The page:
Several well-known Mesoamerican cultures include the Olmec, Teotihuacan, the Maya, the Aztec and the Purépecha. Mesoamerica is often subdivided in a number of ways. One common method, albeit a broad and general classification, is to distinguish between the highlands and lowlands. Another way is to subdivide the region into sub-areas that generally correlate to either culture areas or specific physiographic regions.
Location of Mesoamerica in the Americas: this prototypic culture area is situated on the Middle American isthmus, or land bridge, adjoining southern North America with South America.
The sub-areas generally correlate with known cultural groups, such as the areas where the Maya, Huastec, and Olmec were found.
At the same time, based on cultural similarities, it is clear that various kinds of interaction occurred within sub-areas, be them historical relationships, political interaction, and economic or commercial agreements.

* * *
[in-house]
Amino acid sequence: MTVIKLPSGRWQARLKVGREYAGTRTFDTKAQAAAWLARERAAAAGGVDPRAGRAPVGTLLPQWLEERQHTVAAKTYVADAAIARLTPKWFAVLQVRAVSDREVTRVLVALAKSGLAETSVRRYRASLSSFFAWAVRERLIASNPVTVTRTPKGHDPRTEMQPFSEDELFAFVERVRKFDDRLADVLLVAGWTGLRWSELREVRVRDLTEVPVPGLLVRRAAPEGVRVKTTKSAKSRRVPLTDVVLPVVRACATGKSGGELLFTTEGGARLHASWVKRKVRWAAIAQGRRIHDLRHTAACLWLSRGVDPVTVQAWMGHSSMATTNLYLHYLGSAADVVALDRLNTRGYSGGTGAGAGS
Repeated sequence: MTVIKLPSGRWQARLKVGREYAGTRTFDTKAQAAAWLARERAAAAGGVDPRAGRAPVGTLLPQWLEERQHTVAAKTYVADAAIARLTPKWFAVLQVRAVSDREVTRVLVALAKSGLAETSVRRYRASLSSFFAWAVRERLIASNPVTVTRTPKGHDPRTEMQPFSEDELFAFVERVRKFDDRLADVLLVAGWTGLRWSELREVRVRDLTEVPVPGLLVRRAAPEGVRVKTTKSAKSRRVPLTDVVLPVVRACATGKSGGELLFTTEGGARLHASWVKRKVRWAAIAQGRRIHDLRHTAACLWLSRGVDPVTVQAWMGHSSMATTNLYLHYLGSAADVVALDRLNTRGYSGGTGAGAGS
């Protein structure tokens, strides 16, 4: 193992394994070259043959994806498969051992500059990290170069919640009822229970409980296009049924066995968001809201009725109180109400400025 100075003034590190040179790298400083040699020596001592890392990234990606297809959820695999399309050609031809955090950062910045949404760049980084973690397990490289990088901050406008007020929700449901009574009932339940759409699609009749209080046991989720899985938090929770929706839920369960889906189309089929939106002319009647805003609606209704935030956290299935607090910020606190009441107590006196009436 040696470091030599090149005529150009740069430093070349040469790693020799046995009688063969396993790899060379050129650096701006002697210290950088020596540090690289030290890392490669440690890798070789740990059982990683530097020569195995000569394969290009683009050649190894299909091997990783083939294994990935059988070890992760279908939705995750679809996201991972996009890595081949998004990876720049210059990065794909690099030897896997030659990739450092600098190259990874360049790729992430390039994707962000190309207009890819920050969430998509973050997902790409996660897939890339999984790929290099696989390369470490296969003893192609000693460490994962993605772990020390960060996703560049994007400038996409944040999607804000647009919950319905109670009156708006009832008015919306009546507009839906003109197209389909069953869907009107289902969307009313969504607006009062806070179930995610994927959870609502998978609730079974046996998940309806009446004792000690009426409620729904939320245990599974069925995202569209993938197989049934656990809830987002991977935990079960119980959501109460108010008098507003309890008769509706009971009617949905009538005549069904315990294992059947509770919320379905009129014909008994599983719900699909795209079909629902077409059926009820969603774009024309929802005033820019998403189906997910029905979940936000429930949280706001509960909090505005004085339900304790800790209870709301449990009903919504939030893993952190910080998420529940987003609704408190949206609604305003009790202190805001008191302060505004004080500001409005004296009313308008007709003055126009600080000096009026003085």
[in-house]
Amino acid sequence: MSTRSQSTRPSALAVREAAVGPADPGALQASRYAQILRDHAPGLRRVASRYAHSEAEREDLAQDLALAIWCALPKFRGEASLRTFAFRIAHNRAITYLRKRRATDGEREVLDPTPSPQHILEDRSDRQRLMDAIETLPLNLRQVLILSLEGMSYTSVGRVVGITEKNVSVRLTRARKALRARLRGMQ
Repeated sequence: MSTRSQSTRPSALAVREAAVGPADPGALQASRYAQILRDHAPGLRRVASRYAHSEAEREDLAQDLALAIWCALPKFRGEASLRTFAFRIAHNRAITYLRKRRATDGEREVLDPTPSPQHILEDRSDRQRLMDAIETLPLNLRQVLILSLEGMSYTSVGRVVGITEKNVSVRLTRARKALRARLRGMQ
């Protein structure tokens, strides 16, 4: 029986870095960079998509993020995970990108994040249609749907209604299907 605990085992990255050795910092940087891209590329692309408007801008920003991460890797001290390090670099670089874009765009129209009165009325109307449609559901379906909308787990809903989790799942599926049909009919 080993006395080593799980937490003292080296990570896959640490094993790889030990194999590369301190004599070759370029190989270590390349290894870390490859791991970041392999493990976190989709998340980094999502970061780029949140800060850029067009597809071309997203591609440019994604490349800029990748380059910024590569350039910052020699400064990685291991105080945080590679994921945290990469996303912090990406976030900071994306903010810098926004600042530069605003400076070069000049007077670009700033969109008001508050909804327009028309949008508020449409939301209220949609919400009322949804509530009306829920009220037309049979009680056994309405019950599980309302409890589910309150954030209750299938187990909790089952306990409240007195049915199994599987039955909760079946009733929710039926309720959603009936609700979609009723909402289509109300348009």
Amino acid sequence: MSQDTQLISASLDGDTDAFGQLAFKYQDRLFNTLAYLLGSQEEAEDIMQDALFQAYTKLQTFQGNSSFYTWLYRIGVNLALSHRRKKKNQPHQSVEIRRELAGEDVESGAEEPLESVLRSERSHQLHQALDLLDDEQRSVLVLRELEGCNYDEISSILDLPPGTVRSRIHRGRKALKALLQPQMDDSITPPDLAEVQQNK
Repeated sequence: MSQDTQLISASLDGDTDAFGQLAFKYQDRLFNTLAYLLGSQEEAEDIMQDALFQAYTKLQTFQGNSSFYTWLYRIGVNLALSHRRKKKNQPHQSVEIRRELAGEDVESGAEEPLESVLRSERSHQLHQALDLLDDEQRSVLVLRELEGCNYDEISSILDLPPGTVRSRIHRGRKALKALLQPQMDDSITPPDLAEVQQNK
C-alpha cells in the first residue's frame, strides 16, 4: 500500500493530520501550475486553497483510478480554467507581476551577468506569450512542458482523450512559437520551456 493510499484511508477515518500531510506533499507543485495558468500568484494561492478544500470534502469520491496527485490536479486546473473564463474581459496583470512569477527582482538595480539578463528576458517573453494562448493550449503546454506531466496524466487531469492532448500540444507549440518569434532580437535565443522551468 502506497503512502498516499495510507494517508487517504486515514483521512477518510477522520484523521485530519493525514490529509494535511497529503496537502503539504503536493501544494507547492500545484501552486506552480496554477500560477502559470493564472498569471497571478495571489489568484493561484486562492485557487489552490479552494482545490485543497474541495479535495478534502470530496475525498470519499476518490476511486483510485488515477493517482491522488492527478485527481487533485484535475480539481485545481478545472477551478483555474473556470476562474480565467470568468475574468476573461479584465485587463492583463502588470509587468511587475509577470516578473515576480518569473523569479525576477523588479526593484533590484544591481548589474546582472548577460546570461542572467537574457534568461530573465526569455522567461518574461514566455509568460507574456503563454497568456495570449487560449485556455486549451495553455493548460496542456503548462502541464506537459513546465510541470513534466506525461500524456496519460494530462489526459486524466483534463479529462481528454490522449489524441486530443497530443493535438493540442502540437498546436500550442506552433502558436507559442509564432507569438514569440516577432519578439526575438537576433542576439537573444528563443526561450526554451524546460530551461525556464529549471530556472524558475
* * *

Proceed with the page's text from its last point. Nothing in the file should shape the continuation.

The rains arrive between the months of April and September, and are not abundant. This led to the early development of hydraulic projects, among them the building of canals from the rivers–reservoirs in the hillsides for storing water.
The valley of Tehuacán, located in the southeast of this region, is the early evidence of maize cultivation and some of the oldest ceramic artifacts in Mesoamerica. The Valley of Mexico, location of Lake Texcoco, was home for several important cultures, like Cuicuilco, Teotihuacan, Tula, and the Aztec capital of Tenochtitlan.
There were two principal scenarios in the cultural history of the Oaxacan people. On the one hand, the central Valley of Oaxaca saw the development of the Zapotec culture, one of the most ancient and well known of the Mesoamerican region. This culture was developed by the chiefdoms that controlled the arable land (which was very fertile, albeit dry) of the small valleys of Etla, Tlacolula, and Miahuatlán. Some of the first examples of great architecture in Mesoamerica were in this region, for example, the ceremonial center of San José Mogote. The hegemony of this center in the Valley region passed into the hands of Monte Albán, the Classic capital of the Zapotec. The fall of Teotihuacán in the 8th century CE permitted the great heights achieved by the Zapotec culture. However, the city of Monte Albán was abandoned in the 10th century CE, and gave way to a series of regional centers that fought among each other for political dominance.